> with any bind attempting to go more than one directory deep breaking
> things), which they had implemented only as a method of testing a few
> namespace features. The code changes are pretty much entirely in the
> kernel, and are pretty small.
>
> That said, taking the long view, my current approach only extended their
> current method - I'm thinking I may have to instead change some more
> fundamental things in order to get union mounts working, such as creating a
> per-namespace unions directory that holds the file descriptors for
> namespace union filesystem nodes point to - which is what I'd like their
> input on. I have noticed, though, that in their github repo (previously I
> had been grabbing straight from the google repo), they have a README that
> says they're not currently accepting more than bug changes, which might
> partially explain the majority radio silence. While that decision hasn't
> been mentioned directly in response to me on IRC, I'm thinking I may just
> have to maintain a branch until it's exclusively opened up for more
> substantial user contributions, whenever that is. :/
>
> Thanks!
>
> Marshall
>
> On Thu, Sep 14, 2017 at 8:53 PM Marshall Conover <marzhal...@gmail.com>
> wrote:
>
>> Aleksandar -
>>
>> > I have a honest feeling you will end up as roadkill with this sort of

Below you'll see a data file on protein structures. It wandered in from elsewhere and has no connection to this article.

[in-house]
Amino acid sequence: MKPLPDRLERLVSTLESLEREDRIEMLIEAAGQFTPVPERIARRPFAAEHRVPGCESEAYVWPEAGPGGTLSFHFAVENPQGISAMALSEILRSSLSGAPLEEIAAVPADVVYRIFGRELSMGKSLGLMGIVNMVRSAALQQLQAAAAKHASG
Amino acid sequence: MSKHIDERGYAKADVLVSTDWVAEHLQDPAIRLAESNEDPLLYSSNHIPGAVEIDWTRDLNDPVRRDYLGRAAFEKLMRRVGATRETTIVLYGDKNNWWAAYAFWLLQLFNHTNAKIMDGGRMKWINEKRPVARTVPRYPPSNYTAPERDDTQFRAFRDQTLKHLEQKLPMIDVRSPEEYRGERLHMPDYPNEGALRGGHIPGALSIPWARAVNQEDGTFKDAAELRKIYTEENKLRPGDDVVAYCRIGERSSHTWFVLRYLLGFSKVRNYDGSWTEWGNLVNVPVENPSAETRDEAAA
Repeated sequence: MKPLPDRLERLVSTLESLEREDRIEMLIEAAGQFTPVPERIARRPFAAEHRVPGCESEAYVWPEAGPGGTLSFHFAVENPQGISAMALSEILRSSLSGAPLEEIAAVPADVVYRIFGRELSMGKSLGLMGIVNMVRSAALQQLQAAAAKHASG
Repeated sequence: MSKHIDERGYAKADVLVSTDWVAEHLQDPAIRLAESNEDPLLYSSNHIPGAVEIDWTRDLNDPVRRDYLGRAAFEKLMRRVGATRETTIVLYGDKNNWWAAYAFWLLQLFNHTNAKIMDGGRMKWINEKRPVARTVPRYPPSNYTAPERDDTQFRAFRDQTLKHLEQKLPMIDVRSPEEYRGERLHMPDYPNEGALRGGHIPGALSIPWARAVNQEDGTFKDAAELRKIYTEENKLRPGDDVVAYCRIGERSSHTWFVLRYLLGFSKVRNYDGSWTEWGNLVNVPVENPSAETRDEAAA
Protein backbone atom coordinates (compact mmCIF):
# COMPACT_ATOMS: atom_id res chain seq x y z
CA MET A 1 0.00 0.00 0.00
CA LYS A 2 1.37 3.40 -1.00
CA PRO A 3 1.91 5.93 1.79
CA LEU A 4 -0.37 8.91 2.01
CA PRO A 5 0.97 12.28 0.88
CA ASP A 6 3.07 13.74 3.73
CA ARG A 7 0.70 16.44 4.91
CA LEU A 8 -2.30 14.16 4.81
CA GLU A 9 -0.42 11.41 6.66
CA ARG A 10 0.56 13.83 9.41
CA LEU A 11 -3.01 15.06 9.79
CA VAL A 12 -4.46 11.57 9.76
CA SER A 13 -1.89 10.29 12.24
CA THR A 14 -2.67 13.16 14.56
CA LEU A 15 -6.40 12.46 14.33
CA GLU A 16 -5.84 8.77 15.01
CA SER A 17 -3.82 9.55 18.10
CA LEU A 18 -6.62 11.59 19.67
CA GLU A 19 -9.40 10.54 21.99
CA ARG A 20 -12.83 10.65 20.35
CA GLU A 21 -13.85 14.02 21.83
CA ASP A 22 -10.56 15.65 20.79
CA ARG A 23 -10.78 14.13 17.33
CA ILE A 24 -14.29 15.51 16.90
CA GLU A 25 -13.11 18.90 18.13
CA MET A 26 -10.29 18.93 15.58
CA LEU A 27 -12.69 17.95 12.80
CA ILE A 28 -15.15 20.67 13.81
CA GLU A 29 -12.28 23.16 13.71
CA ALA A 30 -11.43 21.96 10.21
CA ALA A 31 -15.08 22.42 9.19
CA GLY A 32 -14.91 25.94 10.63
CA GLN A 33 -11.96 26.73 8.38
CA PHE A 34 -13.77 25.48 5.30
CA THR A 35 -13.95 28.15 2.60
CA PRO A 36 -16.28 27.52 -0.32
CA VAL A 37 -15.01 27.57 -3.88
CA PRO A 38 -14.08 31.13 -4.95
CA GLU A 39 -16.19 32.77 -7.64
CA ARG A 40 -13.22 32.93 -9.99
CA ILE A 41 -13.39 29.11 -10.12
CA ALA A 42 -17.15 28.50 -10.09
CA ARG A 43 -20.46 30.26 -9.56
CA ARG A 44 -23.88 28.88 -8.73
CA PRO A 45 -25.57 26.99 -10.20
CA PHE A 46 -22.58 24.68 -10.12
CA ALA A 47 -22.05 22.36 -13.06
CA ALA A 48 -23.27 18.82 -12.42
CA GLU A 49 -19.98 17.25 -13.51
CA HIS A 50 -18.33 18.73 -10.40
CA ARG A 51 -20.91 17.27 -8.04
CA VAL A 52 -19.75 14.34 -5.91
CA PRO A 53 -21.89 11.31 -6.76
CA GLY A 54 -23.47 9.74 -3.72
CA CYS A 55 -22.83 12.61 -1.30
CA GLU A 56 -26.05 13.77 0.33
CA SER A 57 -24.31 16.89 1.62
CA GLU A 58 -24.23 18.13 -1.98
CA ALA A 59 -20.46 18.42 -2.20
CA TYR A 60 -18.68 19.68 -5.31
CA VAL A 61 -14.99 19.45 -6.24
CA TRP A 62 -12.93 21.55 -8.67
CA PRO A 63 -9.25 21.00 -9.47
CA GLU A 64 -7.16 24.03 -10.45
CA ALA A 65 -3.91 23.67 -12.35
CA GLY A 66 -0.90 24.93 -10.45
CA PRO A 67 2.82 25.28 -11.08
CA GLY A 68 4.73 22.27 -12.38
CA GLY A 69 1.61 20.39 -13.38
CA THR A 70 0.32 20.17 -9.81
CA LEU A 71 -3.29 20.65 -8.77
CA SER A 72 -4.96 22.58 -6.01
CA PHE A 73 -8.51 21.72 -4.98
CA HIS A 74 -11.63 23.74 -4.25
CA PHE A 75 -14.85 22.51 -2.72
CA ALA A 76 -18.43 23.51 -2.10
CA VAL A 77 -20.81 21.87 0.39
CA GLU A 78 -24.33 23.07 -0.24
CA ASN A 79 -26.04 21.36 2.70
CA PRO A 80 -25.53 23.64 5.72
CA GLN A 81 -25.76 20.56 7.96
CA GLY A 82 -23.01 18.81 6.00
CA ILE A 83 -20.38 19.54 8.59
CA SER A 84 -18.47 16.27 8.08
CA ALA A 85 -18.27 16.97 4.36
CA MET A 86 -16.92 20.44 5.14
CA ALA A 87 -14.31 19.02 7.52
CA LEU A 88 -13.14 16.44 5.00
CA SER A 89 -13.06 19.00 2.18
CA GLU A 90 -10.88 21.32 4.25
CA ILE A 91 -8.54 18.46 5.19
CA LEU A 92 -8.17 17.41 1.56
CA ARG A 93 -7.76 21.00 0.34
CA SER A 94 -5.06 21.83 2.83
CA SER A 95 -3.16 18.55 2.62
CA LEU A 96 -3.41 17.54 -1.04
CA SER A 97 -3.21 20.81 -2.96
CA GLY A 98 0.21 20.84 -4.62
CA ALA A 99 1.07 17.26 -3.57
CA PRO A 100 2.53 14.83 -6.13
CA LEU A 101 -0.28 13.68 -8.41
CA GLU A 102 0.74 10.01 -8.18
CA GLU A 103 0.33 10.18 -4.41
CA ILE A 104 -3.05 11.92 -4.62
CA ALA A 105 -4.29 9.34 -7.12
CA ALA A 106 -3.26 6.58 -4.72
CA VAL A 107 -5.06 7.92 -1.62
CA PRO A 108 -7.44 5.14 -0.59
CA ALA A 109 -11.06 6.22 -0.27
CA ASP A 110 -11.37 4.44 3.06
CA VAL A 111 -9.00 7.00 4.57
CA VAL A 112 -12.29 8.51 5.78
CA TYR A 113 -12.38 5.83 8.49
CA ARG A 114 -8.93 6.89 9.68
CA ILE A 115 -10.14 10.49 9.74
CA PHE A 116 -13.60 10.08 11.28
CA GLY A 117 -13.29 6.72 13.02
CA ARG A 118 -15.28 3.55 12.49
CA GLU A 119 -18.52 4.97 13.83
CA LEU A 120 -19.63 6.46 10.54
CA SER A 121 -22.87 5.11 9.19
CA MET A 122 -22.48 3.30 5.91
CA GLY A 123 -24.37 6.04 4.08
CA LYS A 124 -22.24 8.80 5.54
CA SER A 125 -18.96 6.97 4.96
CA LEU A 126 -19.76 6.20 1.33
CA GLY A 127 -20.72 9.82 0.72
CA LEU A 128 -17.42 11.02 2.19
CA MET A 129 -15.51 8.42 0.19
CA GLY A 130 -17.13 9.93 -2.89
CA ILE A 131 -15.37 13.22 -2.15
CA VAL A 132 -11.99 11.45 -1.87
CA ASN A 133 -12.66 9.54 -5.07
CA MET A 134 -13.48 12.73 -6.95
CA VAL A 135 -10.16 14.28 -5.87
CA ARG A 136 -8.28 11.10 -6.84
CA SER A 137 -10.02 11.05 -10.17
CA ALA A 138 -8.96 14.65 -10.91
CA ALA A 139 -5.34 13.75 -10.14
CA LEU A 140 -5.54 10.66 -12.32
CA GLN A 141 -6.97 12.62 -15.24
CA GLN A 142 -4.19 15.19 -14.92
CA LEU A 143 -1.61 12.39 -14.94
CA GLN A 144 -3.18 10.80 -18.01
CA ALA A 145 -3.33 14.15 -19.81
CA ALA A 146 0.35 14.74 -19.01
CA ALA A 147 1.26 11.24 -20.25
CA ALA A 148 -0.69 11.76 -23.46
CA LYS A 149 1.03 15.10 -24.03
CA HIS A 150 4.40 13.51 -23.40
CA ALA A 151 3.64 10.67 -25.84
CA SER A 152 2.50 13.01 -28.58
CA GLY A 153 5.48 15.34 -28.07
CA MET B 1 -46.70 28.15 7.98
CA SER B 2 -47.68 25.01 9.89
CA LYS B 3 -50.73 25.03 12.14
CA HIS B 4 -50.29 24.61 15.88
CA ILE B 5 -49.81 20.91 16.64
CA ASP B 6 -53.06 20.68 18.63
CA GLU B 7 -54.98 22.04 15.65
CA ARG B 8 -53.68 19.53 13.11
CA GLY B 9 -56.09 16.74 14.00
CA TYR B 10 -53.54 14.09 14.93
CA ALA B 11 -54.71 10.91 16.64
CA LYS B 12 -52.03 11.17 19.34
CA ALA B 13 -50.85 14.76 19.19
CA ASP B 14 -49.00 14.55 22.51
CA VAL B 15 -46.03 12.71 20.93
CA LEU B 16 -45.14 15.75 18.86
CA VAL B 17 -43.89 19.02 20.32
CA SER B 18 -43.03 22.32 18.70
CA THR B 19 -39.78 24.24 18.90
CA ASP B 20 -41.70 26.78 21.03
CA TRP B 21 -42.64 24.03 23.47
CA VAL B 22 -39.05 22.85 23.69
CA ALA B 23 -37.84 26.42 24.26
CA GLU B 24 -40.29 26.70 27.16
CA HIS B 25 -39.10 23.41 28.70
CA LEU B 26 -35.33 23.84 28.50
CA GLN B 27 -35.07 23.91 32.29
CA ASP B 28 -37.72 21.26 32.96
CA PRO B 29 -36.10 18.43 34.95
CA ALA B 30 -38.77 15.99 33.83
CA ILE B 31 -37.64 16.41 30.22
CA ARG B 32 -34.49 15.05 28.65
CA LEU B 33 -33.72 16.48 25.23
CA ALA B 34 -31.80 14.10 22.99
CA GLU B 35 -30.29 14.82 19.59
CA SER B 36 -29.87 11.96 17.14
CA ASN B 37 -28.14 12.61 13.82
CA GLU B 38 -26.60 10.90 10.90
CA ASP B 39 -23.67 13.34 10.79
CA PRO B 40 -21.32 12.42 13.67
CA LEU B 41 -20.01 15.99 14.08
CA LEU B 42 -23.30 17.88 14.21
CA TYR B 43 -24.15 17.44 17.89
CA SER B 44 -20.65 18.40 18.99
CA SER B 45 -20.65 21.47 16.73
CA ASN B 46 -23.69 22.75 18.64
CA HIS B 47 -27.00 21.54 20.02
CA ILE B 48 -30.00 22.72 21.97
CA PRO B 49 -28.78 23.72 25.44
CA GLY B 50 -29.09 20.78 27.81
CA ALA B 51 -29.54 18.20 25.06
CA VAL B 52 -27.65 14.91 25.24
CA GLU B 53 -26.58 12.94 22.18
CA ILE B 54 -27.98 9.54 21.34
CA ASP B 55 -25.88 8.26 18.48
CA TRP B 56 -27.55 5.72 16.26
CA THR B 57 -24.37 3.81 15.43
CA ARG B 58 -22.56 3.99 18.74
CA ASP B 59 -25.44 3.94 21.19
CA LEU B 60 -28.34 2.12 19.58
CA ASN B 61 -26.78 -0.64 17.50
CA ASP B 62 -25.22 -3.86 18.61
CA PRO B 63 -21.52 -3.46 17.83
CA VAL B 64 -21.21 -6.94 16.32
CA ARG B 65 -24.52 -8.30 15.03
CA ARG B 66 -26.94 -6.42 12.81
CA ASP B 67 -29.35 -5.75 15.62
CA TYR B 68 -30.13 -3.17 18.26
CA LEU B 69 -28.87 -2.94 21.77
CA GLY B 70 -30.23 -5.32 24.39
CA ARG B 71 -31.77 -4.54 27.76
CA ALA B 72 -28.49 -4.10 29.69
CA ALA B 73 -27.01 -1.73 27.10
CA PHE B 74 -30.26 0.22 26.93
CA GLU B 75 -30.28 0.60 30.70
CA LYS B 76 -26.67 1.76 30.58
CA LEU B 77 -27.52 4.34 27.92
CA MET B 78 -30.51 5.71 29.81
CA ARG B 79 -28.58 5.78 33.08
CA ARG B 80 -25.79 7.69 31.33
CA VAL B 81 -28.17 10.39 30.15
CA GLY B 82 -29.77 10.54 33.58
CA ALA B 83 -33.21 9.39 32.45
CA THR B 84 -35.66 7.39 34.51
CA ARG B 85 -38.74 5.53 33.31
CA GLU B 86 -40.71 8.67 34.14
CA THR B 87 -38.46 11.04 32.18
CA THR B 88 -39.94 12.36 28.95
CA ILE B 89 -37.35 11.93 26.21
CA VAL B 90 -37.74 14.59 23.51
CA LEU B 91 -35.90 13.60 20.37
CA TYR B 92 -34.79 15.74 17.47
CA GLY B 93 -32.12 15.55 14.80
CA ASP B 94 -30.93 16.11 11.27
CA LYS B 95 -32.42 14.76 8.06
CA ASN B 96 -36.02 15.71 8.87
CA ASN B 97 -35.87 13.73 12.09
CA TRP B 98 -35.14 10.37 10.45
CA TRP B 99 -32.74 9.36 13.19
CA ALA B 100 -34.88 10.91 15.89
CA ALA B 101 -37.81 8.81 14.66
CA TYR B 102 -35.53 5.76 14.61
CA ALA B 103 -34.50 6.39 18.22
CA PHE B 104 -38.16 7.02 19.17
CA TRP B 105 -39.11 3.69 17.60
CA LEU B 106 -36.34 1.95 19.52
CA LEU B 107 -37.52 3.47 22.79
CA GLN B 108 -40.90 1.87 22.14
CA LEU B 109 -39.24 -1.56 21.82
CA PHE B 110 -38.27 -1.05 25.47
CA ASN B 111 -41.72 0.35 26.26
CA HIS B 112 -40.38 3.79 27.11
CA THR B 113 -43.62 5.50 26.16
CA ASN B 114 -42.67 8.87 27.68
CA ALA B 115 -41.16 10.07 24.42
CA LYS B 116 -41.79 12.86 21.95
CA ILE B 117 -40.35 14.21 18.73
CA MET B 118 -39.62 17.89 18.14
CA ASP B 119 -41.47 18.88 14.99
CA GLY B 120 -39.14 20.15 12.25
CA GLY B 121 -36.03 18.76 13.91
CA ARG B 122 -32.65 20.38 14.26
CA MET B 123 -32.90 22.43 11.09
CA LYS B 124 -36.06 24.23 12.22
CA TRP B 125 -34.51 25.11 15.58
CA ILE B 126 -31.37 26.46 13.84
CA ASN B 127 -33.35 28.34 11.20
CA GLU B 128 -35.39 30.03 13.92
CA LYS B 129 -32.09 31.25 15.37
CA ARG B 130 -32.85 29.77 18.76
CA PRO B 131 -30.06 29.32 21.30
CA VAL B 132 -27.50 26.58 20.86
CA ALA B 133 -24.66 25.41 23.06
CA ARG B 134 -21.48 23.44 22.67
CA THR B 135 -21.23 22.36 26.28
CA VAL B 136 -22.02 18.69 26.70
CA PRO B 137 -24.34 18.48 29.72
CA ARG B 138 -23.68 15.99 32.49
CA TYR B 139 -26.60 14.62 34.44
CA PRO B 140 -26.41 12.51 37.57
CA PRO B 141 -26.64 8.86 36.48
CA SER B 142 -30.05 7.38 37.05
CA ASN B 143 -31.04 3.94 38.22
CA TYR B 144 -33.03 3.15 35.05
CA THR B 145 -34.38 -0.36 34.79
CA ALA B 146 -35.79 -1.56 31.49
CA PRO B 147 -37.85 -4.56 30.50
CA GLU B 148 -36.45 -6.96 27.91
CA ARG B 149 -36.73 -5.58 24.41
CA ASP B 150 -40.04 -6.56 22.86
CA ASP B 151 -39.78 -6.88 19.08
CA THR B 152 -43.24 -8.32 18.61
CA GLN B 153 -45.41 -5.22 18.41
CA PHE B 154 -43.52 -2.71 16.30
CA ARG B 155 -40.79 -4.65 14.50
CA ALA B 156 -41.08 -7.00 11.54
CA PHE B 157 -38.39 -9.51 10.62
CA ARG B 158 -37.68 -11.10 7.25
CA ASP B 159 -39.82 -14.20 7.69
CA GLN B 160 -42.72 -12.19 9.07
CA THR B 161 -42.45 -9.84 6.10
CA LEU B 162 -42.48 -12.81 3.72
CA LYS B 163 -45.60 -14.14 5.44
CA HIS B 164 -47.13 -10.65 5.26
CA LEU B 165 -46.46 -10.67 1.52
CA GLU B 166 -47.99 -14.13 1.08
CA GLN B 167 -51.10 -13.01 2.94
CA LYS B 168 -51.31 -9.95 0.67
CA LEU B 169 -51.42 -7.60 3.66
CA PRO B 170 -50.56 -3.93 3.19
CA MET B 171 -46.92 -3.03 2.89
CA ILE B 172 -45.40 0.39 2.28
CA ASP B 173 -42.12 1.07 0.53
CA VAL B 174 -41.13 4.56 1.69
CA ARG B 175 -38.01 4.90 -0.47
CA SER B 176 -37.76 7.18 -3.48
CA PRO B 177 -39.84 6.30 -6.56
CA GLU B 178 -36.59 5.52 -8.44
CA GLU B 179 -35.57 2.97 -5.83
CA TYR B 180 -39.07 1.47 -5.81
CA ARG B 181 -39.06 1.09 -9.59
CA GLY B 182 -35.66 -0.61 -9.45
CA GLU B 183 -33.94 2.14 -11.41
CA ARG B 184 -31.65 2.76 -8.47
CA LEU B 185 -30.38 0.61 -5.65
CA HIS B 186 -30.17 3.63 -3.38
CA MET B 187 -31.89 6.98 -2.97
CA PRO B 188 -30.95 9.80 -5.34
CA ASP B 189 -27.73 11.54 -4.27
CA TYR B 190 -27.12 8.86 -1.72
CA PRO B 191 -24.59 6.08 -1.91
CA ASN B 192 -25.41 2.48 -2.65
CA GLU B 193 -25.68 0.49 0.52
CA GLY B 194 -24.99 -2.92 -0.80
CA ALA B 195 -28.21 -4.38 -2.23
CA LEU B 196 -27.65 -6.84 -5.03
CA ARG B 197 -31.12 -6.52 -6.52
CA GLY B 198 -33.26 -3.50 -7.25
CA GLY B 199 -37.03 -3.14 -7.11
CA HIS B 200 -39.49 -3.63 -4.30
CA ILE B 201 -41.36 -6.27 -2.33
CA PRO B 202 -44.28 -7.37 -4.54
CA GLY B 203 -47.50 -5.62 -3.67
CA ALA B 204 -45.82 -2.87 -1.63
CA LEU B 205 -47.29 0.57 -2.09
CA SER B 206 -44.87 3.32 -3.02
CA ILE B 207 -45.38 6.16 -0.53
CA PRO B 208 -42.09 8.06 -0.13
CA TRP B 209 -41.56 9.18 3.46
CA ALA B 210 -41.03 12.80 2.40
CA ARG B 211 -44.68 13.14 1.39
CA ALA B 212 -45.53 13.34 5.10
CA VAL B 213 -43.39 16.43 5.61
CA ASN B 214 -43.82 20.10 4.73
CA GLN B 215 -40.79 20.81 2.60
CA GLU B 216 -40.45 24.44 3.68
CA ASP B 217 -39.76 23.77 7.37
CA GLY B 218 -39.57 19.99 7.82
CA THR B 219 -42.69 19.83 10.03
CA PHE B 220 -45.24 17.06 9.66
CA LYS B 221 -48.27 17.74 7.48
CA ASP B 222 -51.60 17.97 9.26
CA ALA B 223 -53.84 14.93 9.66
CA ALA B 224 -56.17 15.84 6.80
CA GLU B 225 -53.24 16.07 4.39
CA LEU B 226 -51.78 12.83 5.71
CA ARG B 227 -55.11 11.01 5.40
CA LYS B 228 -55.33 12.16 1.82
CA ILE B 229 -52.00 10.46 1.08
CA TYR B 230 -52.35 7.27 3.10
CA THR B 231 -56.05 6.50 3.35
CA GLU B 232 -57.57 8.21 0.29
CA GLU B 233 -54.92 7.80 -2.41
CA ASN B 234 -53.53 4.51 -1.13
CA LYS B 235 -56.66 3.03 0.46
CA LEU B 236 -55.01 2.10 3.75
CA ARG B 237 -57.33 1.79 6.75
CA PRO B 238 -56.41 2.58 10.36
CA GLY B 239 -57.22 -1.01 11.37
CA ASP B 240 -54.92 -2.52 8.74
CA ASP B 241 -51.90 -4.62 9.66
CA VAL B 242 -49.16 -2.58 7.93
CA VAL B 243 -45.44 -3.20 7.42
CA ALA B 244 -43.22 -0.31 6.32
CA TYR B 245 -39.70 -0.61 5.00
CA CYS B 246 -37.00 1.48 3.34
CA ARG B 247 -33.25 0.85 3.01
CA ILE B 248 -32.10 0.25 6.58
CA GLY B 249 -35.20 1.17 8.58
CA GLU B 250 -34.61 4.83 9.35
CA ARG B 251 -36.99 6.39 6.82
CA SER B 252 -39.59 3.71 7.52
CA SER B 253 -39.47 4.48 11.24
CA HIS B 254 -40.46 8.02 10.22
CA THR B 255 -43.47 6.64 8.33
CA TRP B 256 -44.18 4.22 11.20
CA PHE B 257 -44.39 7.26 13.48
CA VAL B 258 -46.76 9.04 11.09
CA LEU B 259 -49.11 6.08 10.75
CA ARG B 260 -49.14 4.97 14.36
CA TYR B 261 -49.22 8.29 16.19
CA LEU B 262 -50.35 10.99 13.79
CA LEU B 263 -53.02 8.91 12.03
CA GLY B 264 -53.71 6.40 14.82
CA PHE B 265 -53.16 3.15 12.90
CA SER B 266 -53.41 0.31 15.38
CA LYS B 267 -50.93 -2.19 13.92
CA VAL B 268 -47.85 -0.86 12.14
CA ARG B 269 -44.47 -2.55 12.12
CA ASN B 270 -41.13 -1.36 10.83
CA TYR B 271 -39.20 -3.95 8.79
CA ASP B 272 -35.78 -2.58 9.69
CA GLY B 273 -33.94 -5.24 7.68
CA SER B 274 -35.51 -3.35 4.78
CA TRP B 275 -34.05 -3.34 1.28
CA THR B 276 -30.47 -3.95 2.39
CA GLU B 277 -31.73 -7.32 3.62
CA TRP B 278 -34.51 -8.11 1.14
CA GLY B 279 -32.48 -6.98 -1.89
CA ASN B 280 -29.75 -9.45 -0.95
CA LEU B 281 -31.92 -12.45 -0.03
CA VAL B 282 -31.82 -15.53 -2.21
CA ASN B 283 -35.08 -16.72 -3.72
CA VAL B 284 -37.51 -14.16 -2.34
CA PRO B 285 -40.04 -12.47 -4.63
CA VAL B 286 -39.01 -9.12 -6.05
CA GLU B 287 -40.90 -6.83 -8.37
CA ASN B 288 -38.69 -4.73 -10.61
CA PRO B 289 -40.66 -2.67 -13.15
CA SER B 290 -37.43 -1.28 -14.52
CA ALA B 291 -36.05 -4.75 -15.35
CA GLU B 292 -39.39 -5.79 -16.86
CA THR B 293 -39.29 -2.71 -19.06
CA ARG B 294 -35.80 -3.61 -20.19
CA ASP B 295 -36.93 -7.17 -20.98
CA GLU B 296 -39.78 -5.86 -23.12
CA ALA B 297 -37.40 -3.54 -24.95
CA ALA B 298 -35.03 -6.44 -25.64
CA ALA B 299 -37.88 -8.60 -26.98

>> approach.
>>
>> This is my concern as well. Combined with the fact the OS only has an IRC
>> channel (which I'm constantly concerned I'm wearing out my welcome in) and
>> the tepid response so far, part of the reason I came to 9fans was help
>> refining my approach.
>>
>> Your paragraph is apt and inspiring to me, but I'm beginning to think
>> they may just not be interested in outside code or approaches at this point
>> in time - which is rough, because now seems like the time to make a
>> decision like employing binds and union mounts. To put it simply, I'm not
>> sure I have the leverage or opening to really put forth the idea -
>> especially considering this is, y'know, their job, and they've got shit to
>> do. But, I'll try and keep in mind that I should argue not just from
>> "here's some places it would make things simple," but "this is how things
>> should work. It is detrimental to not have this feature, and not having it,
>> in sum, will waste millions of man-hours for the people who use this
>> operating system, the same way it's wasted lifetimes not being in Mac or
>> Windows."
>>
>> I don't want to give up on this, though. I honestly do believe it's the
>> right thing to do - and I want them to see that as well. I'm just trying to
>> figure out how to make the pitch that's needed, and I appreciate your help.
>>
>> Micah -
>>
>> thanks for your use cases. I'll keep these in mind. I had thought about
>> bringing up getting rid of $PATH and the others, but I wasn't sure I could
>> make a clean argument for why union mounting the directories was better
>> than just having a path. This will be a big help in allowing me to argue
>> that this is the 'correct' way to handle having to source information from
>> multiple paths, when you may or may not want any individual folder in the
>> current set.
>>
>> Thanks again, all. I'm going to keep working on getting together a bigger
>> set of changes, and maybe staking my claim on a pull request. I'm not sure